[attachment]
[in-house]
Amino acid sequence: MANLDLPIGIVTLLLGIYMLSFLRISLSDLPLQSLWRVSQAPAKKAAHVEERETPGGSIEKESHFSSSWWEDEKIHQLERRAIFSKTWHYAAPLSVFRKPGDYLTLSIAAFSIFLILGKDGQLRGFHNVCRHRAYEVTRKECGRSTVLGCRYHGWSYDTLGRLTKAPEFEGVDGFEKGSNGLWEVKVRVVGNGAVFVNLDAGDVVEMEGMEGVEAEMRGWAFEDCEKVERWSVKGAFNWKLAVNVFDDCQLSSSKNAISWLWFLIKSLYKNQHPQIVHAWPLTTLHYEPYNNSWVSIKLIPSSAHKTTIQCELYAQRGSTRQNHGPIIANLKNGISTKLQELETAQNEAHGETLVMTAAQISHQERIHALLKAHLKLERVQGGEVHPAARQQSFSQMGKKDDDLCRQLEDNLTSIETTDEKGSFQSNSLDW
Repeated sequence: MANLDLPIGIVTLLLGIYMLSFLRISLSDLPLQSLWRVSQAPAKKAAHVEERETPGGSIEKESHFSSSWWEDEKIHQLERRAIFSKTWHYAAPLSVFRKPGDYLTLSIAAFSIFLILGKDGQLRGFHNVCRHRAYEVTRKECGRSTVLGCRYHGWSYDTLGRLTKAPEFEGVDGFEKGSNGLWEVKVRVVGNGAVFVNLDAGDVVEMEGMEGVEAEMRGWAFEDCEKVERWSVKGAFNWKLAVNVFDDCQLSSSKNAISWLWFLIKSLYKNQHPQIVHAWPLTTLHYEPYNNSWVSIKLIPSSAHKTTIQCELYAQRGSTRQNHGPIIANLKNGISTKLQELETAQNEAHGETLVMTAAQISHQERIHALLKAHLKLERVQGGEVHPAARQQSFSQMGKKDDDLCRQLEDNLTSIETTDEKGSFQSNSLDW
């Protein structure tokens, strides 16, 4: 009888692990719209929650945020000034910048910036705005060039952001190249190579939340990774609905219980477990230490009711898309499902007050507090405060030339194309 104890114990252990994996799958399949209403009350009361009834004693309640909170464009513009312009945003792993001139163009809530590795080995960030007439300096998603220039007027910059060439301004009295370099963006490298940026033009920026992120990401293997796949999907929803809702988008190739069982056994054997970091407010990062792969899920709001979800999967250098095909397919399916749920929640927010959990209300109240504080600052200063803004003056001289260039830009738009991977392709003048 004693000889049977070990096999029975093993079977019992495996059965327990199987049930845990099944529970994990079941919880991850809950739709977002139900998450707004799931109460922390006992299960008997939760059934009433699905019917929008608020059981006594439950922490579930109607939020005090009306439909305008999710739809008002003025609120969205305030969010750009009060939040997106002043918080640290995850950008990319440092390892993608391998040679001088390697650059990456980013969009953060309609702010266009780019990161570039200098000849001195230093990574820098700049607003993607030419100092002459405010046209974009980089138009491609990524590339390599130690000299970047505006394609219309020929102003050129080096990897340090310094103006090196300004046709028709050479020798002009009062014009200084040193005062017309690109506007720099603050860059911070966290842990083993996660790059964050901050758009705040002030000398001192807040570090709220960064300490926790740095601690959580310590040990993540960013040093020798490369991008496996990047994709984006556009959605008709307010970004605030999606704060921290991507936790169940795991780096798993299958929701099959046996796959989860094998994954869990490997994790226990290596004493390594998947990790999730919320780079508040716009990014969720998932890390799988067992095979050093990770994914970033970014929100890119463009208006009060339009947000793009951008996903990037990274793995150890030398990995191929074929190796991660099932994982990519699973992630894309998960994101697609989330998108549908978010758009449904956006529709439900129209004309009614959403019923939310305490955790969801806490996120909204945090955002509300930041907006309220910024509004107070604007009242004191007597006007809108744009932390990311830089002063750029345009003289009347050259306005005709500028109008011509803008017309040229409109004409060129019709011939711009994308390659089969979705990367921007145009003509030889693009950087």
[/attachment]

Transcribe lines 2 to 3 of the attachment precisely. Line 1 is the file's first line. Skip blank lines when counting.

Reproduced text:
Amino acid sequence: MANLDLPIGIVTLLLGIYMLSFLRISLSDLPLQSLWRVSQAPAKKAAHVEERETPGGSIEKESHFSSSWWEDEKIHQLERRAIFSKTWHYAAPLSVFRKPGDYLTLSIAAFSIFLILGKDGQLRGFHNVCRHRAYEVTRKECGRSTVLGCRYHGWSYDTLGRLTKAPEFEGVDGFEKGSNGLWEVKVRVVGNGAVFVNLDAGDVVEMEGMEGVEAEMRGWAFEDCEKVERWSVKGAFNWKLAVNVFDDCQLSSSKNAISWLWFLIKSLYKNQHPQIVHAWPLTTLHYEPYNNSWVSIKLIPSSAHKTTIQCELYAQRGSTRQNHGPIIANLKNGISTKLQELETAQNEAHGETLVMTAAQISHQERIHALLKAHLKLERVQGGEVHPAARQQSFSQMGKKDDDLCRQLEDNLTSIETTDEKGSFQSNSLDW
Repeated sequence: MANLDLPIGIVTLLLGIYMLSFLRISLSDLPLQSLWRVSQAPAKKAAHVEERETPGGSIEKESHFSSSWWEDEKIHQLERRAIFSKTWHYAAPLSVFRKPGDYLTLSIAAFSIFLILGKDGQLRGFHNVCRHRAYEVTRKECGRSTVLGCRYHGWSYDTLGRLTKAPEFEGVDGFEKGSNGLWEVKVRVVGNGAVFVNLDAGDVVEMEGMEGVEAEMRGWAFEDCEKVERWSVKGAFNWKLAVNVFDDCQLSSSKNAISWLWFLIKSLYKNQHPQIVHAWPLTTLHYEPYNNSWVSIKLIPSSAHKTTIQCELYAQRGSTRQNHGPIIANLKNGISTKLQELETAQNEAHGETLVMTAAQISHQERIHALLKAHLKLERVQGGEVHPAARQQSFSQMGKKDDDLCRQLEDNLTSIETTDEKGSFQSNSLDW